Hot Docs 2021 Looks for New Activists, and Ponders Smalltown Ontario

Something that anyone can watch for free during Hot Docs 2021 is a series of shorts commissioned for the festival, and which practically scream ‘UrbanToronto!’ They are the Citizen Minutes. The festival guide describes the shorts as “aimed at celebrating and inspiring civic engagement. Be among the first to see the incredible stories of ordinary Canadians doing extraordinary things to make their communities better places. Citizen Minutes is the cornerstone of an exciting new national educational initiative that Hot Docs is launching this fall.”

The eight spots, which can be viewed in less than a hour, start with Excluded by Design, where Eugenia, Ontario-based writer and community organizer Dave Meslin opines—quite amusingly and convincingly—that Public Notice boards of the type that Toronto and other cities put up don’t properly engage people in the public engagement process. Nourir Les Rèves focuses on people banding together in the impoverished, immigrant-heavy Montreal suburb of Saint-Michel to fight child hunger during the pandemic, a time when kids are missing out on the daily school lunch that may have been their largest meal of the day. Jean Swanson: We Need A New Map covers the Order of Canada awarded anti-poverty activist fighting for a more equitable city as a recently elected Vancouver City Councillor. Mending A Crack In The Sky follows two Somali-Canadian mothers who have lost sons to gun violence in northwestern Toronto, and who have created a community group to combat that violence while getting better help from the justice system. In The Gift, Rachel Garrick remembers lessons her father taught her about caring for others in the community. In Body Politics, activist and Toronto-St Pauls MPP Dr. Jill Andrew is lovingly profiled by her partner. RideFair is about the fight for regulation of Uber and Lyft in Toronto, looking to provide living wages for the drivers and less congestion on the streets. Militant Mothers recalls a successful fight to get an overpass built over a CNR Spur Line in Vancouver so that kids going to and coming from school wouldn’t be killed by shunting trains. It’s 1970s community activism at its most fun… …and all of it blows by rather quickly. The shorts are worth watching, and Hot Docs hopes they will inspire more community activism in coming years.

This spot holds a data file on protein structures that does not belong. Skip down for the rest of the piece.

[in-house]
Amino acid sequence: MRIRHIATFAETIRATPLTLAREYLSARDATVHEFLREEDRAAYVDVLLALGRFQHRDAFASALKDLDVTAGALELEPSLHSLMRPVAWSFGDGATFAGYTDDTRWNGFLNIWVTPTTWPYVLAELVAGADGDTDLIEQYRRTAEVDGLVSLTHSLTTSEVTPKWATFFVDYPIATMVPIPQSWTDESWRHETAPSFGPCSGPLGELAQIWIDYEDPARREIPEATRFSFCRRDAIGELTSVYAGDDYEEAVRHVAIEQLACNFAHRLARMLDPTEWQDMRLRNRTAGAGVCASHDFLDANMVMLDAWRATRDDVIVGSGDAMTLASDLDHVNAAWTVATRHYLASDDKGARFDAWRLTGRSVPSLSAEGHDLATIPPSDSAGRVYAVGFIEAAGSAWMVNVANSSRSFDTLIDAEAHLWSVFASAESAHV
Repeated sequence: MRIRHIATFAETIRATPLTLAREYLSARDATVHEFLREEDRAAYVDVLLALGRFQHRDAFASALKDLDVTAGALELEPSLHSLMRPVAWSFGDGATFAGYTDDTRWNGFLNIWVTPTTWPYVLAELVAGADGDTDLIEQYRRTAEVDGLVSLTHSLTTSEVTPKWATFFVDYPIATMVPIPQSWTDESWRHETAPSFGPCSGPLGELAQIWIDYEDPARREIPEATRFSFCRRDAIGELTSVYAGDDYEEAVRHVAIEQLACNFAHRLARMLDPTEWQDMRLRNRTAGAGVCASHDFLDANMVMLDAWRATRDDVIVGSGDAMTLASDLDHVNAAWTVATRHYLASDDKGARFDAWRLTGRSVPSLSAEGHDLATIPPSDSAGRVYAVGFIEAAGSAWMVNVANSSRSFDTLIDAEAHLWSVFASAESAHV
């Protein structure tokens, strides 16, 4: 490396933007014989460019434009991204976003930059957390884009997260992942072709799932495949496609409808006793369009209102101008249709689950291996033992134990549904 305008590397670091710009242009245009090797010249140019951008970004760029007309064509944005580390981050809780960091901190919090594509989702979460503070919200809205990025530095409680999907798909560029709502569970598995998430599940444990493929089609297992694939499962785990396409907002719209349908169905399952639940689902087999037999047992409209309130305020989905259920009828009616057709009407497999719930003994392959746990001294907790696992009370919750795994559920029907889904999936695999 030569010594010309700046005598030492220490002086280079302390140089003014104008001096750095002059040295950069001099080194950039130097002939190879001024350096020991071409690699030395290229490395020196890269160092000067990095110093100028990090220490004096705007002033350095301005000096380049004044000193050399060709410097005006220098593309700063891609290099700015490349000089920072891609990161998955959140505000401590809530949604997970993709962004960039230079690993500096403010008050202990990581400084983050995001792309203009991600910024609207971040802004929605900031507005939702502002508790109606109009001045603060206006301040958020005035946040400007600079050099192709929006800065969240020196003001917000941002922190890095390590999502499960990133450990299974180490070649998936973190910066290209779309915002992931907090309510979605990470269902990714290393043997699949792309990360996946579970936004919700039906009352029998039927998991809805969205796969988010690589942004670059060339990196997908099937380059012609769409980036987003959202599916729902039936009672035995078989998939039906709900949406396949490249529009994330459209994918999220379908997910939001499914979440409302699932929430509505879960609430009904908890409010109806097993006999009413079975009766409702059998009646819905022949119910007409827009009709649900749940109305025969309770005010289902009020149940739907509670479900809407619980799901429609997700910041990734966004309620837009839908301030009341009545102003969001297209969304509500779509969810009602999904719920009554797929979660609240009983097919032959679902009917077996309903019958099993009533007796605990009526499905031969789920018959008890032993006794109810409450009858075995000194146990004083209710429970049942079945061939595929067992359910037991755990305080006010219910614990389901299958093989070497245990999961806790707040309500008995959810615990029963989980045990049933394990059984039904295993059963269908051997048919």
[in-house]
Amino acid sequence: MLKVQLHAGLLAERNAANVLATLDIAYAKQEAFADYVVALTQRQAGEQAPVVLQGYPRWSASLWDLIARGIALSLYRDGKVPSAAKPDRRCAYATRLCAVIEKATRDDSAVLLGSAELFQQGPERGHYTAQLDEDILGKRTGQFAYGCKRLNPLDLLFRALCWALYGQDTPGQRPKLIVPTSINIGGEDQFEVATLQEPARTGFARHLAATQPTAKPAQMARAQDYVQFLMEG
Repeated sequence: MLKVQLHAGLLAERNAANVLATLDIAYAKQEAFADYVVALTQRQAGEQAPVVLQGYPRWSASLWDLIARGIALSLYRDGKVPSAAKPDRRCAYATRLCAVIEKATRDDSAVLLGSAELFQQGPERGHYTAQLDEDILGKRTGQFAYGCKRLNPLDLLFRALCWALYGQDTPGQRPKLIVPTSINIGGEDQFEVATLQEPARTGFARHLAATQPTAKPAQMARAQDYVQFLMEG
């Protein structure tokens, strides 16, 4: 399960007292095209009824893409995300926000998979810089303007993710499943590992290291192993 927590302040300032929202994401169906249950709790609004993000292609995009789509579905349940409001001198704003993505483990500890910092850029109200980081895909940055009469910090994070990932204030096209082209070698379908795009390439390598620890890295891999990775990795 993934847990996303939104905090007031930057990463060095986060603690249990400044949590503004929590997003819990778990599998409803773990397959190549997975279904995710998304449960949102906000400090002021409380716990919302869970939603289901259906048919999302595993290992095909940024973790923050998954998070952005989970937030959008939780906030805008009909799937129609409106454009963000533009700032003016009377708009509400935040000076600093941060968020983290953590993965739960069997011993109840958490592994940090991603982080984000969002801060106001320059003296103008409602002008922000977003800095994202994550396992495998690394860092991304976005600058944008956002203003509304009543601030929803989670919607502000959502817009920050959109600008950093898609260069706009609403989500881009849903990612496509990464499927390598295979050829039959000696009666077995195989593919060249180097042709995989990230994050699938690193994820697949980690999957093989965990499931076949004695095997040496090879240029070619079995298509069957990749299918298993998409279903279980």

Still from the film Grey RoadsStill from the film Grey Roads

Grey Roads is gorgeously filmed in black and white, setting a melancholic mood for this lament for the Ontario town of Markdale, with Toronto-based filmmaker Jesse McCracken returning to where he grew up and fled from, catching up with his dad and his grandfather as the three of them revisit their past, Markdale’s past, and ponder its future.

Like many small towns, people are leaving, and if not moving away altogether, then leaving to shop where they can find big box stores. Half an hour away is Owen Sound, and the main street through town, Highway 10, has been left reeling with For Rent and For Sale signs in shop windows.

Markdale is not done, however: there’s the giant and expanding Chapman’s Ice Cream plant, a new hospital and new school coming, and soon there’ll be a new subdivision. It’s the story of every small town a couple of hours outside of Toronto: innovate or lose your young people to the Big Smoke. If you grew up in a small-town before moving to the big city, you might recognize your past in Grey Roads too.

Click the links above to find out more about how to watch the films. Hot Docs runs until May 9.